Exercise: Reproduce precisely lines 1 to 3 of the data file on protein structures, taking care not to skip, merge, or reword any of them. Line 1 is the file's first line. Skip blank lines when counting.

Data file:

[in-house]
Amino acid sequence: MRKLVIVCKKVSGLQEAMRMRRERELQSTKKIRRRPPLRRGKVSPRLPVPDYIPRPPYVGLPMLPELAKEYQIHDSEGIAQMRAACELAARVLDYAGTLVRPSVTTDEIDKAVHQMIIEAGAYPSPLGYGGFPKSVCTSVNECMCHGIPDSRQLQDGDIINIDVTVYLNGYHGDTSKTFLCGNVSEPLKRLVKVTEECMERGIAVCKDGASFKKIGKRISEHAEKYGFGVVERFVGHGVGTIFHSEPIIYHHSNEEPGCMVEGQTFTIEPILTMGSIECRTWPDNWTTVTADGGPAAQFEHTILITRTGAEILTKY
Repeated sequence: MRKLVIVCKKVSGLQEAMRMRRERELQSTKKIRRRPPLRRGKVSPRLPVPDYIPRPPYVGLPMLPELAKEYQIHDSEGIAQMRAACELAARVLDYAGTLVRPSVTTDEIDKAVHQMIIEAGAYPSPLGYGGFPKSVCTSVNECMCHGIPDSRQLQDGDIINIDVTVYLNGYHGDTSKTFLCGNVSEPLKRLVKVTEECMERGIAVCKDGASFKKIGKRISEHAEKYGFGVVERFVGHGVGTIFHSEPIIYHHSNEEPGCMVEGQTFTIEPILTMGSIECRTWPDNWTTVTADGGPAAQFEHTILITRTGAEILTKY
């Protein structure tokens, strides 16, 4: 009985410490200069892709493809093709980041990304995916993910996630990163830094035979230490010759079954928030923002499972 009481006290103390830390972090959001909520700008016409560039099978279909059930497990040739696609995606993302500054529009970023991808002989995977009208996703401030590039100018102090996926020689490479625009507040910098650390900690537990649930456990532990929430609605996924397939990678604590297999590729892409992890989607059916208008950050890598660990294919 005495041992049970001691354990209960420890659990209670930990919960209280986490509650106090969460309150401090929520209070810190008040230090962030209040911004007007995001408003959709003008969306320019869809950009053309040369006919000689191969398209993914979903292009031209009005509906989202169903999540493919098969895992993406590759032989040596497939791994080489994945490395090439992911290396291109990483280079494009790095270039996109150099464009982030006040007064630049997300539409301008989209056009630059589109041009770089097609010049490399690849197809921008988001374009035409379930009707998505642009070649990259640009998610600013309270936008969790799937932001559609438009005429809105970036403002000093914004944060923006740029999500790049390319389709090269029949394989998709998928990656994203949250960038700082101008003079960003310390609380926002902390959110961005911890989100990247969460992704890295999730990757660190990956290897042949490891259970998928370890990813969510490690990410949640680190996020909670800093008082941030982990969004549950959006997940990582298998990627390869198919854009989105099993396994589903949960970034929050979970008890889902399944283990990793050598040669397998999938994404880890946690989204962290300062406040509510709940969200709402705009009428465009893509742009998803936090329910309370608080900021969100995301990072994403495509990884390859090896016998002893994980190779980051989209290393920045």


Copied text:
[in-house]
Amino acid sequence: MRKLVIVCKKVSGLQEAMRMRRERELQSTKKIRRRPPLRRGKVSPRLPVPDYIPRPPYVGLPMLPELAKEYQIHDSEGIAQMRAACELAARVLDYAGTLVRPSVTTDEIDKAVHQMIIEAGAYPSPLGYGGFPKSVCTSVNECMCHGIPDSRQLQDGDIINIDVTVYLNGYHGDTSKTFLCGNVSEPLKRLVKVTEECMERGIAVCKDGASFKKIGKRISEHAEKYGFGVVERFVGHGVGTIFHSEPIIYHHSNEEPGCMVEGQTFTIEPILTMGSIECRTWPDNWTTVTADGGPAAQFEHTILITRTGAEILTKY
Repeated sequence: MRKLVIVCKKVSGLQEAMRMRRERELQSTKKIRRRPPLRRGKVSPRLPVPDYIPRPPYVGLPMLPELAKEYQIHDSEGIAQMRAACELAARVLDYAGTLVRPSVTTDEIDKAVHQMIIEAGAYPSPLGYGGFPKSVCTSVNECMCHGIPDSRQLQDGDIINIDVTVYLNGYHGDTSKTFLCGNVSEPLKRLVKVTEECMERGIAVCKDGASFKKIGKRISEHAEKYGFGVVERFVGHGVGTIFHSEPIIYHHSNEEPGCMVEGQTFTIEPILTMGSIECRTWPDNWTTVTADGGPAAQFEHTILITRTGAEILTKY